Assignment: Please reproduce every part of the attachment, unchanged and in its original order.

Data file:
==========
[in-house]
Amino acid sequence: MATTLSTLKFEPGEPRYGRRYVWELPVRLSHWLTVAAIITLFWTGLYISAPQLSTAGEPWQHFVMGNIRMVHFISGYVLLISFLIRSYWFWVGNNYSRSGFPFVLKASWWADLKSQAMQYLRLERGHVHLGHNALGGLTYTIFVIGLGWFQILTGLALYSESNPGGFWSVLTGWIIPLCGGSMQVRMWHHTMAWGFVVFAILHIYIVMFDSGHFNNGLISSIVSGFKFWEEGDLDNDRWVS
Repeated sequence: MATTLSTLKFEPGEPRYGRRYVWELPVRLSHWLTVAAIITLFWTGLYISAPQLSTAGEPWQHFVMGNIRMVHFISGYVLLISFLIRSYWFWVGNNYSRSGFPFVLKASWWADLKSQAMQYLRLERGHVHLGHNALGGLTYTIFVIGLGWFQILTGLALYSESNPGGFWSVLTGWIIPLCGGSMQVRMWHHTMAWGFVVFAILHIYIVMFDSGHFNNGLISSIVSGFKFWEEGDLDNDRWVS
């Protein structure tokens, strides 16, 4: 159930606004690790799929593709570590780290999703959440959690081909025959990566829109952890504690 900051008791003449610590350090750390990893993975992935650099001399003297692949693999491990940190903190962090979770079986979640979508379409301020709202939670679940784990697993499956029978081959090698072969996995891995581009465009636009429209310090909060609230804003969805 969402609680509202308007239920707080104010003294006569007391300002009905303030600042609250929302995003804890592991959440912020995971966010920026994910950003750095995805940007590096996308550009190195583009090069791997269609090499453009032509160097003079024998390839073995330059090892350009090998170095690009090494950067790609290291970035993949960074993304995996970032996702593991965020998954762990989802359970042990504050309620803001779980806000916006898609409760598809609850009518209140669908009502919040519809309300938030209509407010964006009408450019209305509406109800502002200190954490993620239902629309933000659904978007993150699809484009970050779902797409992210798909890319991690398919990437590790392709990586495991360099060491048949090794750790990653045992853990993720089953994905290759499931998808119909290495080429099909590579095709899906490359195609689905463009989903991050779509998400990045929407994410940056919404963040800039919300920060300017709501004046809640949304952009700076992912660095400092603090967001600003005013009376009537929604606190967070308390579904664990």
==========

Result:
[in-house]
Amino acid sequence: MATTLSTLKFEPGEPRYGRRYVWELPVRLSHWLTVAAIITLFWTGLYISAPQLSTAGEPWQHFVMGNIRMVHFISGYVLLISFLIRSYWFWVGNNYSRSGFPFVLKASWWADLKSQAMQYLRLERGHVHLGHNALGGLTYTIFVIGLGWFQILTGLALYSESNPGGFWSVLTGWIIPLCGGSMQVRMWHHTMAWGFVVFAILHIYIVMFDSGHFNNGLISSIVSGFKFWEEGDLDNDRWVS
Repeated sequence: MATTLSTLKFEPGEPRYGRRYVWELPVRLSHWLTVAAIITLFWTGLYISAPQLSTAGEPWQHFVMGNIRMVHFISGYVLLISFLIRSYWFWVGNNYSRSGFPFVLKASWWADLKSQAMQYLRLERGHVHLGHNALGGLTYTIFVIGLGWFQILTGLALYSESNPGGFWSVLTGWIIPLCGGSMQVRMWHHTMAWGFVVFAILHIYIVMFDSGHFNNGLISSIVSGFKFWEEGDLDNDRWVS
């Protein structure tokens, strides 16, 4: 159930606004690790799929593709570590780290999703959440959690081909025959990566829109952890504690 900051008791003449610590350090750390990893993975992935650099001399003297692949693999491990940190903190962090979770079986979640979508379409301020709202939670679940784990697993499956029978081959090698072969996995891995581009465009636009429209310090909060609230804003969805 969402609680509202308007239920707080104010003294006569007391300002009905303030600042609250929302995003804890592991959440912020995971966010920026994910950003750095995805940007590096996308550009190195583009090069791997269609090499453009032509160097003079024998390839073995330059090892350009090998170095690009090494950067790609290291970035993949960074993304995996970032996702593991965020998954762990989802359970042990504050309620803001779980806000916006898609409760598809609850009518209140669908009502919040519809309300938030209509407010964006009408450019209305509406109800502002200190954490993620239902629309933000659904978007993150699809484009970050779902797409992210798909890319991690398919990437590790392709990586495991360099060491048949090794750790990653045992853990993720089953994905290759499931998808119909290495080429099909590579095709899906490359195609689905463009989903991050779509998400990045929407994410940056919404963040800039919300920060300017709501004046809640949304952009700076992912660095400092603090967001600003005013009376009537929604606190967070308390579904664990």